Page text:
It’s really amazing how many places advertise that they have the best pizza in New York. Some signs even proclaim the best pizza in the country or the world. I mean, who are these people? Can a chef decide he has the best pizza in the city and then post it on the window for all to believe?

I need more than just a sign to back this up. An article in NY Magazine works (like Kesté), a write-up on all the NY pizza blogs (like Di Fara) or maybe just a ton of recommendations and a personal facebook endorsement from my best friend’s mother (as is the case with Waldy’s).

Since its name kept coming up when talking about my pizza search and it has a very prominent sign claiming it New York’s Best Pizza, I had to find a lunch time to check out Waldy’s Wood Fired Pizza and see for myself.

I arrived around 1pm on a Wednesday and the small little restaurant was slamming. There’s a counter and a handful of tables that were all pretty much filled. There were also many people waiting for their take-out orders. I’m not usually in midtown around lunch time, but I imagine this is a typical weekday afternoon.

There’s no table service so I ordered my pizza up front. I was impressed by how friendly and helpful the staff were, especially considering how many orders they kept taking. I figured I would have to wait a bit so was very pleasantly surprised to discover that there was a bookshelf full of food books to peruse for just this very moment.

As I waited, I dove into Ed Levine’s book on pizza in America, A Slice of Heaven. The guy definitely has me beat on the pizza adventures. I become so engrossed, I almost forgot I was waiting for lunch.

So the deal at Waldy’s is that they make ultra-thin pizza. I mean, ultra thin. And they cook it in a wood oven with fresh, unique toppings. Of course, I stuck with the Classic Margherita, the pizza to judge all pizzas by.

I think  there’s a  fine line  between NY thin crust and a cracker with cheese and tomato  sauce. And  Waldy’s walks that line. Their crust is amazingly  thin. Of course, it was very crispy and had a nice  charred flavor.  But I do wish there was a bit more substance to the bread.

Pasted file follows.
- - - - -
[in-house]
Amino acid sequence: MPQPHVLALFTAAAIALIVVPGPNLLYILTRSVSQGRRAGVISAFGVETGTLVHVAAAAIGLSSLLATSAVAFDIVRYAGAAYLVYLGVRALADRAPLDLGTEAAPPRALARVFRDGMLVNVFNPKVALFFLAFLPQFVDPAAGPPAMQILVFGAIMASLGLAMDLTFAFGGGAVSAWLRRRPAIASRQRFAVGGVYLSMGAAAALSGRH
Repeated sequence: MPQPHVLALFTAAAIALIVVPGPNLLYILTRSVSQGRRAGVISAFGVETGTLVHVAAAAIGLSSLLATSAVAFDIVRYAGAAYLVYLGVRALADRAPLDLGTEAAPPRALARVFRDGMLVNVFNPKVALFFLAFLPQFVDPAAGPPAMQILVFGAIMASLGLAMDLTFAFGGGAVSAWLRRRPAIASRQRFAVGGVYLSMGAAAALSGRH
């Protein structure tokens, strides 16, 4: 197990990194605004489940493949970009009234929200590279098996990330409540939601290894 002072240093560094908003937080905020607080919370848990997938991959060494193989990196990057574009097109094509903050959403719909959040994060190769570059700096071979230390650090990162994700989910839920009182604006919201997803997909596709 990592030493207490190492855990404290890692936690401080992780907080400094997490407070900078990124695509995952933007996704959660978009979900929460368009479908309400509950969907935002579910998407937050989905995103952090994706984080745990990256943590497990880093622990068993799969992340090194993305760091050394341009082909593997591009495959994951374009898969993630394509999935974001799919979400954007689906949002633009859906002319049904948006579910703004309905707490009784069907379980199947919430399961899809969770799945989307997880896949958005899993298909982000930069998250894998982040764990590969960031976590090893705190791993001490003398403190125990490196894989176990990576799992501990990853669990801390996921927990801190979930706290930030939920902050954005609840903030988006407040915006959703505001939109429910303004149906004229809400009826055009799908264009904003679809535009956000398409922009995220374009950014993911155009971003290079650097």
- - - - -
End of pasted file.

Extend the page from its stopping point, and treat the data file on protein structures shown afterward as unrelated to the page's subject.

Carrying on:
The mozzarella was incredibly creamy and I think there was  some parmesan because it had a nice  bite. The tomato sauce  itself might have been a bit more flavorful, but the addition of  fresh tomatoes  helped with that. The basil was shredded very  thin, but it was plentiful and added that fresh herby  finish.

The pizza here was tasty and I do love a thin crust, but at some point, it blurs the line between pizza and something else. I mean, much thinner and  Waldy’s would be nothing but toppings. And nobody seems to advertise the best toppings in the city – it’s the pizza people want!

Is Waldy’s Wood-Fired Pizza the best pizza in NY? It comes close to not being pizza at all, but since it stays on this side of the line, I give it a 7 out of 10 for some tasty flavors, good service, and some good reading material.

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Category: Pizza

About the Author

Brian Hoffman is a classically trained actor who is now a full-time tour guide, blogger, and food obsessive. He leads food and drink tours around New York City, which not only introduce tour-goers to delicious food, but gives them a historical context. He also writes food articles for Gothamist and Midtown Lunch in addition to overseeing this blog and a few food video series, including Eat This, Locals Know, and Around the World in One City.

2 Responses to The Thin Bread Line

  1. a chef says:

    Hello. First off, I want to tell you that I think you have something great going here and read most of these posts back to the first one. But, there is one thing I just want to bring up out of complete honesty, you describe your self as a “self proclaimed foodie”, but when I read your blog that title doesn’t make sense to me. Foodie usually comes with an air of knowledge about style and execution of fine fare and in the best way possible, you don’t seem to be that way. You seem to be on a quest to develop you palate rather than speak about how good it already is by deconstructing flavors and layers. I just don’t think you should bill yourself as a foodie (i personally have issues with that term anyway) BUT, more of a culinary adventurer, on a path of discovery. As a chef here in NYC, I like when people like you write about food, you’re accessible, fun, humble and honest. You seem to come to the table with and open mind and a hunger for more. Embrace that. A foodie already knows (or thinks they know) too much to be taught and you seem to be taking us on an adventure and we are learning right along with you about what you discover. So hey, that’s my two cents. Take it or leave it. Either way. I like this blog and will continue reading. Best of luck.

  2. Brian Hoffman says:

    You know, I’ve struggled with the self-proclaimed foodie title. Mainly because everybody seems to be a foodie nowadays (at least in NY) and the term seems so obvious and cliched. I agree with what you said, but I think that’s why I included the “self-proclaimed” bit. I’m not Anthony Bourdian, I’m just a normal guy who loves his food adventures. But I may have to re-think the terminology. Thanks for the advice.

    And thanks for reading the blog. I’m having such a great time experiencing and writing about all this and I’m thrilled that you enjoy following me on the journeys. Make sure you check out my first webisode (which does include the self-proclaimed foodie title), which I will be posting here tomorrow. And again, thanks so much for your kind words.

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